Matthew McConaughey, thin as the Park City air, does, in fact, eat.
Popping jalapenos and chomping on asparagus stalks like Bugs Bunny eating carrots, McConaughey co-hosted (with director Jeff Nichols) a dinner for the cast and producers of his Sundance Film Festival entry Mud.
Unlike most Sundance movies, Mud arrived with a distribution deal intact. Roadside Attractions is planning an April release. Co-president Howard Cohen and senior vice-president Gail Blumenthal were at the party, in the Grey Goose lounge at Park City’s Blue Door restaurant.
Mud was shot before the actor dropped 13.5 kilos for his role as an Aids patient in Dallas Buyer’s Club, coming later this year.
“When I saw myself in the trailer [for Mud], I looked huge,” McConaughey said, after finishing a plate of off-menu salmon.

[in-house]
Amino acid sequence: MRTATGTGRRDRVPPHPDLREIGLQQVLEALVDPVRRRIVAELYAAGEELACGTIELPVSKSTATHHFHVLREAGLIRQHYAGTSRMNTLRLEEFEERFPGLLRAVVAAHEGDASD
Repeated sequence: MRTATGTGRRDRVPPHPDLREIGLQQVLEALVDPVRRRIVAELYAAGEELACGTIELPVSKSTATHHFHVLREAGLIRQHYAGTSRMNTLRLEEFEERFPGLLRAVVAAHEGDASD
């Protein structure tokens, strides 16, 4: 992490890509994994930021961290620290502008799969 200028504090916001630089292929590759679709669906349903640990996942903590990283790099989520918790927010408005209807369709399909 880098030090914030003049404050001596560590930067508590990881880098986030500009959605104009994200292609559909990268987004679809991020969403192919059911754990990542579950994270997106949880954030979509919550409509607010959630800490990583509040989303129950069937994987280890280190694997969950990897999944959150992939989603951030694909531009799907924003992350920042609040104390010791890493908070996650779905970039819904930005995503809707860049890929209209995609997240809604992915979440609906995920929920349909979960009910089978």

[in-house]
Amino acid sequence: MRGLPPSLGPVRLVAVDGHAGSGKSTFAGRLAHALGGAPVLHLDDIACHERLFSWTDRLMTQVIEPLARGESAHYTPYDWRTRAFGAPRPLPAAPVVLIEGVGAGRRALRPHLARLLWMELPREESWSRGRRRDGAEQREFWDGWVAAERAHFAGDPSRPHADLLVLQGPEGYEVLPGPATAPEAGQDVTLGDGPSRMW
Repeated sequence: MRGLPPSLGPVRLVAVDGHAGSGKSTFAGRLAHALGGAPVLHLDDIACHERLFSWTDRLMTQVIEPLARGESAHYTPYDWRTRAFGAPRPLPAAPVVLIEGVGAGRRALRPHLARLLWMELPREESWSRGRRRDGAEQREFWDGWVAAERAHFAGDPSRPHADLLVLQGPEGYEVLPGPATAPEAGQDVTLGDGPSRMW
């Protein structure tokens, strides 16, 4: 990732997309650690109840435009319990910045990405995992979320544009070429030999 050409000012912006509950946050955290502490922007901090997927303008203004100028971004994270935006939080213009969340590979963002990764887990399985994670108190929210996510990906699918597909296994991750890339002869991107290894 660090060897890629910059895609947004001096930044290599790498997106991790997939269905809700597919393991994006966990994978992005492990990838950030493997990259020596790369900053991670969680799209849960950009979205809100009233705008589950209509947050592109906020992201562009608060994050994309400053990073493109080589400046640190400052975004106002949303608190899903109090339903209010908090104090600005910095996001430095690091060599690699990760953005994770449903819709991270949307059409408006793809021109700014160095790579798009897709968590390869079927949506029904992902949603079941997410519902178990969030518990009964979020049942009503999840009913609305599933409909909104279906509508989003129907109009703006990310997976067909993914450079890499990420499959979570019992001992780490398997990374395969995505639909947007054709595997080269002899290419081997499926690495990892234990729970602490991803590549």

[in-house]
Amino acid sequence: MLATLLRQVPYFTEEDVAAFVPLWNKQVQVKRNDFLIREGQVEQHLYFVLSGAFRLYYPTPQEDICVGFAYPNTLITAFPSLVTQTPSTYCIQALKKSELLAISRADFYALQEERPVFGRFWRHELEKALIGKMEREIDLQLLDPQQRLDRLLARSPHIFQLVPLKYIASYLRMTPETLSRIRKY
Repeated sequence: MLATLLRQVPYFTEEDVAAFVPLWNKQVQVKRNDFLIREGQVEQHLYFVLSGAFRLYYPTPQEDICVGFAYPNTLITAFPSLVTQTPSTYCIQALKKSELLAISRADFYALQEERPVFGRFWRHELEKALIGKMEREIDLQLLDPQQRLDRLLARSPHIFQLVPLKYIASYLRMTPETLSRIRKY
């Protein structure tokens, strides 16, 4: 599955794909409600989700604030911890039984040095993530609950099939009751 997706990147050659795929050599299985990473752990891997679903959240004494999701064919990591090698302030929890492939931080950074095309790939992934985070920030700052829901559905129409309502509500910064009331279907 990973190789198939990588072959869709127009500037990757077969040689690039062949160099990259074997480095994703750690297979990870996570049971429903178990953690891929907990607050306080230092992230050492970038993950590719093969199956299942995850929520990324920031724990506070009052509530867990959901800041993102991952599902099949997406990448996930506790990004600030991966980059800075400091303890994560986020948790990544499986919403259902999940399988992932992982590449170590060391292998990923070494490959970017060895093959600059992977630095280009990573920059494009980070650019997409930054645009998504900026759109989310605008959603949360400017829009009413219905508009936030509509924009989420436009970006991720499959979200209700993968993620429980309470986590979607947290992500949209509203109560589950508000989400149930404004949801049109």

Mud, written and directed by Nichols (Take Shelter), is a Mississippi tall tale about two 14-year-old boys (think Huck and Tom) helping a charming, unwashed fugitive (named Mud and played by, well, you know) dodge bounty hunters in a backwoods Delta hideaway.
McConaughey shares most of his screen time with the two boys — Tye Sheridan (Tree of Life), who was at the dinner party, and newcomer Jacob Lofland, who was not.
The star also has a couple of big moments with Sam Shepard, the actor and writer who plays the wizened old river coot who raised Mud.
The film lets them dive headlong into grizzled, deep-fried Delta accents.
“He’s the first person I called when I saw the movie the first time,” McConaughey says.
“I said, man you’ve done a lot, but I’m telling you, you are great in this one.”